To obtain the strongest reflected signal the beam should ideally strike the feature at 90O – flaws that lie parallel to the beam may be missed. This means that to examine a weld that may contain flaws laying in any number of orientations within the weld a range of different angle probes and scanning patterns must be used. To do this both compression and shear wave probes may be used, shear wave probes projecting the beam into the test piece at an angle, as shown in Fig. 1. Probes with angles of 30o, 45o, 60o and 70o are commercially available. Examples of standard probes are illustrated in Fig. 3.The angle of the probe is often selected to give the strongest signal from the defect of interest and for very high integrity welds all five probe angles may be used.
As shown in Fig. 4 the sound beam can be made to scan the full depth of a weld by moving the probe back and forth. At the half skip distance the beam would readily detect lack of side wall fusion along the left hand fusion line but may miss lack of side wall on the right hand fusion line. Moving the probe to the full skip distance so that the beam reflects off the back face enables the right hand fusion line to be scanned with the beam at the optimum angle to detect lack of side wall fusion.
To examine completely the weld there needs to be a number of such scanning patterns longitudinal and transverse to the weld, from both sides of the weld, from both plate surfaces and from half to full skip distance. If all of these scans are carried out using all five probe types and two frequencies then it becomes a very lengthy and costly exercise! Such detailed examinations tend to be confined to items such as primary circuit nuclear components and highly critical offshore applications.
Whilst many ultrasonic examinations are carried out with a manual operative moving the probe, viewing the results on the oscilloscope screen and manually recording the results the process can be mechanised with the probes mounted on a carriage and the results recorded electronically. This has become more prevalent as computing power has increased since the carriage may carry several probes and provides information on the carriage position and orientation. This data is then analysed and compared with an acceptance standard, enabling a weld to be sentenced automatically .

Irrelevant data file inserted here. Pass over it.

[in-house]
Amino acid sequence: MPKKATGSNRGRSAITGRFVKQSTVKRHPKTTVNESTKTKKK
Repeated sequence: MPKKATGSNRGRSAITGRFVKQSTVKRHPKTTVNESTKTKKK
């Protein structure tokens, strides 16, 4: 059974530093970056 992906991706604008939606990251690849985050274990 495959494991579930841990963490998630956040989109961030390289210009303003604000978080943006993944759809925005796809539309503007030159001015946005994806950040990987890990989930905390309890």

There are a number of advantages to ultrasonic testing:-
- It is very good – and better than radiography - for the detection of planar defects such a lack of fusion and cracks
- It can determine both the depth and position of defects.
- It is readily portable and easy to use on site and in areas of restricted access.
- Access is required to one side only.
- There are none of the health and safety problems associated with radiography.
- The result is immediately available.
But, as with any industrial process there are some disadvantages:-
- Very skilled and conscientious operatives are required .
- The manual examination process is slow, laborious and tiring for the operative.
- Surface breaking defects are difficult to detect.
- Accurate sizing of small (<3mm) defects is difficult if not impossible.
- The root region in a single sided full penetration weld is difficult to interpret.
- The geometry of the joint can restrict the scanning pattern and impede accurate interpretation.
- Interpretation is subjective and depends upon the operative’s skill and experience.
- With manual scanning no permanent and objective record is produced.
The A-scan mentioned above is one method for reporting the results of the scan – there are in fact four methods identified as A-, B-, C- and D-scan. The A-scan method is the conventional way of presenting the results – signal amplitude vs distance; B-scan is a view looking along the length of the weld; C-scan is a plan view and D-scan a view from the side of the weld. These are illustrated in Fig.5
This article was written by Gene Mathers.